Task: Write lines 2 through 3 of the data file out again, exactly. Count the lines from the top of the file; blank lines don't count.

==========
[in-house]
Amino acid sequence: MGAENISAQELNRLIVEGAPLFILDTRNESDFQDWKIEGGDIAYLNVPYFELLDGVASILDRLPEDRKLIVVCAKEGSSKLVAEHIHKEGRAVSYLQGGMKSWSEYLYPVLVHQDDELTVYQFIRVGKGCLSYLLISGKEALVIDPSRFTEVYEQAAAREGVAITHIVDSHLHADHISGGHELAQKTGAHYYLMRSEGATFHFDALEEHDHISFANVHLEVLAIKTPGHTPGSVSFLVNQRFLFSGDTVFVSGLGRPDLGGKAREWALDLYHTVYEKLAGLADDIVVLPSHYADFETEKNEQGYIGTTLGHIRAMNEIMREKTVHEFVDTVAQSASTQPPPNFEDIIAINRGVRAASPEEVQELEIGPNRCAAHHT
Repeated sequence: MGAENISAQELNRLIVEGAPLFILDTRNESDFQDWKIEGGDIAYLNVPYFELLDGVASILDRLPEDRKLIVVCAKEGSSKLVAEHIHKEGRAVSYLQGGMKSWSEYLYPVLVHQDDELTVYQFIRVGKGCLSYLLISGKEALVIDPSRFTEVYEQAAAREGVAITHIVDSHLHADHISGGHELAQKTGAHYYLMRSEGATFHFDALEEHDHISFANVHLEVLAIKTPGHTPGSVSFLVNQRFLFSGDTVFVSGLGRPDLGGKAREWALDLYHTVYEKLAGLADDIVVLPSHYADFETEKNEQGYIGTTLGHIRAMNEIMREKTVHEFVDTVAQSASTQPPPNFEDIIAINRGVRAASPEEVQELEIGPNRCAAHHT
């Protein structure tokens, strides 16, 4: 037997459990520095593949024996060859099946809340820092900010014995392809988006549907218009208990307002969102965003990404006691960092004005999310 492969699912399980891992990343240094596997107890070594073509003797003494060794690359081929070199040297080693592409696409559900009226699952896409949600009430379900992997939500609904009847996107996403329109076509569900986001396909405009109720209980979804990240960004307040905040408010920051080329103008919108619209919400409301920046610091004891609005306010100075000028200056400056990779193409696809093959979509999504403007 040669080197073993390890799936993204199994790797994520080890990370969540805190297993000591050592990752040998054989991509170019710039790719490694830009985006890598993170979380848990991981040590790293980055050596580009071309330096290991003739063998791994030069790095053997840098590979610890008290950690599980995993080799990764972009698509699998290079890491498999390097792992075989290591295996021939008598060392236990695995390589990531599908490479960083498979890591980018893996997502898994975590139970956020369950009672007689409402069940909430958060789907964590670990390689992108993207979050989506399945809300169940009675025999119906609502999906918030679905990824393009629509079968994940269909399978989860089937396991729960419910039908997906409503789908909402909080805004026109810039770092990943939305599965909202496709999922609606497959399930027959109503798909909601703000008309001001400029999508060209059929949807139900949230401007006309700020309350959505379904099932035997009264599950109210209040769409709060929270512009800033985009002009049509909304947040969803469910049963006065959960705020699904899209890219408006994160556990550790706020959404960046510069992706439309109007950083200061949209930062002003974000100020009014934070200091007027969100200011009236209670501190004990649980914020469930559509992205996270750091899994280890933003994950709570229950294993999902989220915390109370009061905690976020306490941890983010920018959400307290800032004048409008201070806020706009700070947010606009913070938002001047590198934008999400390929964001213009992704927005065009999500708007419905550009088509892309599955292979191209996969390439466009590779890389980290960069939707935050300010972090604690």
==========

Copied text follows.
Amino acid sequence: MGAENISAQELNRLIVEGAPLFILDTRNESDFQDWKIEGGDIAYLNVPYFELLDGVASILDRLPEDRKLIVVCAKEGSSKLVAEHIHKEGRAVSYLQGGMKSWSEYLYPVLVHQDDELTVYQFIRVGKGCLSYLLISGKEALVIDPSRFTEVYEQAAAREGVAITHIVDSHLHADHISGGHELAQKTGAHYYLMRSEGATFHFDALEEHDHISFANVHLEVLAIKTPGHTPGSVSFLVNQRFLFSGDTVFVSGLGRPDLGGKAREWALDLYHTVYEKLAGLADDIVVLPSHYADFETEKNEQGYIGTTLGHIRAMNEIMREKTVHEFVDTVAQSASTQPPPNFEDIIAINRGVRAASPEEVQELEIGPNRCAAHHT
Repeated sequence: MGAENISAQELNRLIVEGAPLFILDTRNESDFQDWKIEGGDIAYLNVPYFELLDGVASILDRLPEDRKLIVVCAKEGSSKLVAEHIHKEGRAVSYLQGGMKSWSEYLYPVLVHQDDELTVYQFIRVGKGCLSYLLISGKEALVIDPSRFTEVYEQAAAREGVAITHIVDSHLHADHISGGHELAQKTGAHYYLMRSEGATFHFDALEEHDHISFANVHLEVLAIKTPGHTPGSVSFLVNQRFLFSGDTVFVSGLGRPDLGGKAREWALDLYHTVYEKLAGLADDIVVLPSHYADFETEKNEQGYIGTTLGHIRAMNEIMREKTVHEFVDTVAQSASTQPPPNFEDIIAINRGVRAASPEEVQELEIGPNRCAAHHT